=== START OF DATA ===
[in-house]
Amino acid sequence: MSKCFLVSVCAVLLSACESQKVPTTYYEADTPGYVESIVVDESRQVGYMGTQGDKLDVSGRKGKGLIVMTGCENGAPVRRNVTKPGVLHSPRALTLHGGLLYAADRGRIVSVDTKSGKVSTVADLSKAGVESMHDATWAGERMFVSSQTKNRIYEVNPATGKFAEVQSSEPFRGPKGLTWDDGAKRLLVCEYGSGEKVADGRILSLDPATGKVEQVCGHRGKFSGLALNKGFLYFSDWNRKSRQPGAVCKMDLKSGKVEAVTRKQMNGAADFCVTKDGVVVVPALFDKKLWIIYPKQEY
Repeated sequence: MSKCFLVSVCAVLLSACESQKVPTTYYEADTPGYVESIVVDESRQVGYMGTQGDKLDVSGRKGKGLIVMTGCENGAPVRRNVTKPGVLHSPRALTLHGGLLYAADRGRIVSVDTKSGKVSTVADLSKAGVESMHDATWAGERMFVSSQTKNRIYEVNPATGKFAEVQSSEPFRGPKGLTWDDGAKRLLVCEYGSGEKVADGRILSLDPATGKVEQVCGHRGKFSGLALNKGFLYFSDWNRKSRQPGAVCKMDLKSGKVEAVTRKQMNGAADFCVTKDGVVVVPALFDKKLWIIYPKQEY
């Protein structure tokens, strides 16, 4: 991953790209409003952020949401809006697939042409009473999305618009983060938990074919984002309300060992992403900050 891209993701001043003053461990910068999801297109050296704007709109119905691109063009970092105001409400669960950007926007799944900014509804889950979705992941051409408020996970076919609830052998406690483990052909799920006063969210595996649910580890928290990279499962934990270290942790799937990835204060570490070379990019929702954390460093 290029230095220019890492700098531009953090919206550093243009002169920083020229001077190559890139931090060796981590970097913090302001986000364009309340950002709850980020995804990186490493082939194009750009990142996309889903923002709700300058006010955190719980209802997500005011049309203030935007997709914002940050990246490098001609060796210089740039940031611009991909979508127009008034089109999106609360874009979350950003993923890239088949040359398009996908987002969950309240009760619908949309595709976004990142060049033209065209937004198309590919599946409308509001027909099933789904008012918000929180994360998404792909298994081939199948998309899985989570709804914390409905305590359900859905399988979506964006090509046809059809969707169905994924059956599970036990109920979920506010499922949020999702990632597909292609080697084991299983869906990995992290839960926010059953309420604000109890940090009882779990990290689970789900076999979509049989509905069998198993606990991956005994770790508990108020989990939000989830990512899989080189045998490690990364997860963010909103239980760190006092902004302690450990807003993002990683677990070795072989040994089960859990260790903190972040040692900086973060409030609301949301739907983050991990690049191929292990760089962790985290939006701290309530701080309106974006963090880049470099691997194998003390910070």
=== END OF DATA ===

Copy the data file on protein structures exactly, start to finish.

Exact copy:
[in-house]
Amino acid sequence: MSKCFLVSVCAVLLSACESQKVPTTYYEADTPGYVESIVVDESRQVGYMGTQGDKLDVSGRKGKGLIVMTGCENGAPVRRNVTKPGVLHSPRALTLHGGLLYAADRGRIVSVDTKSGKVSTVADLSKAGVESMHDATWAGERMFVSSQTKNRIYEVNPATGKFAEVQSSEPFRGPKGLTWDDGAKRLLVCEYGSGEKVADGRILSLDPATGKVEQVCGHRGKFSGLALNKGFLYFSDWNRKSRQPGAVCKMDLKSGKVEAVTRKQMNGAADFCVTKDGVVVVPALFDKKLWIIYPKQEY
Repeated sequence: MSKCFLVSVCAVLLSACESQKVPTTYYEADTPGYVESIVVDESRQVGYMGTQGDKLDVSGRKGKGLIVMTGCENGAPVRRNVTKPGVLHSPRALTLHGGLLYAADRGRIVSVDTKSGKVSTVADLSKAGVESMHDATWAGERMFVSSQTKNRIYEVNPATGKFAEVQSSEPFRGPKGLTWDDGAKRLLVCEYGSGEKVADGRILSLDPATGKVEQVCGHRGKFSGLALNKGFLYFSDWNRKSRQPGAVCKMDLKSGKVEAVTRKQMNGAADFCVTKDGVVVVPALFDKKLWIIYPKQEY
């Protein structure tokens, strides 16, 4: 991953790209409003952020949401809006697939042409009473999305618009983060938990074919984002309300060992992403900050 891209993701001043003053461990910068999801297109050296704007709109119905691109063009970092105001409400669960950007926007799944900014509804889950979705992941051409408020996970076919609830052998406690483990052909799920006063969210595996649910580890928290990279499962934990270290942790799937990835204060570490070379990019929702954390460093 290029230095220019890492700098531009953090919206550093243009002169920083020229001077190559890139931090060796981590970097913090302001986000364009309340950002709850980020995804990186490493082939194009750009990142996309889903923002709700300058006010955190719980209802997500005011049309203030935007997709914002940050990246490098001609060796210089740039940031611009991909979508127009008034089109999106609360874009979350950003993923890239088949040359398009996908987002969950309240009760619908949309595709976004990142060049033209065209937004198309590919599946409308509001027909099933789904008012918000929180994360998404792909298994081939199948998309899985989570709804914390409905305590359900859905399988979506964006090509046809059809969707169905994924059956599970036990109920979920506010499922949020999702990632597909292609080697084991299983869906990995992290839960926010059953309420604000109890940090009882779990990290689970789900076999979509049989509905069998198993606990991956005994770790508990108020989990939000989830990512899989080189045998490690990364997860963010909103239980760190006092902004302690450990807003993002990683677990070795072989040994089960859990260790903190972040040692900086973060409030609301949301739907983050991990690049191929292990760089962790985290939006701290309530701080309106974006963090880049470099691997194998003390910070």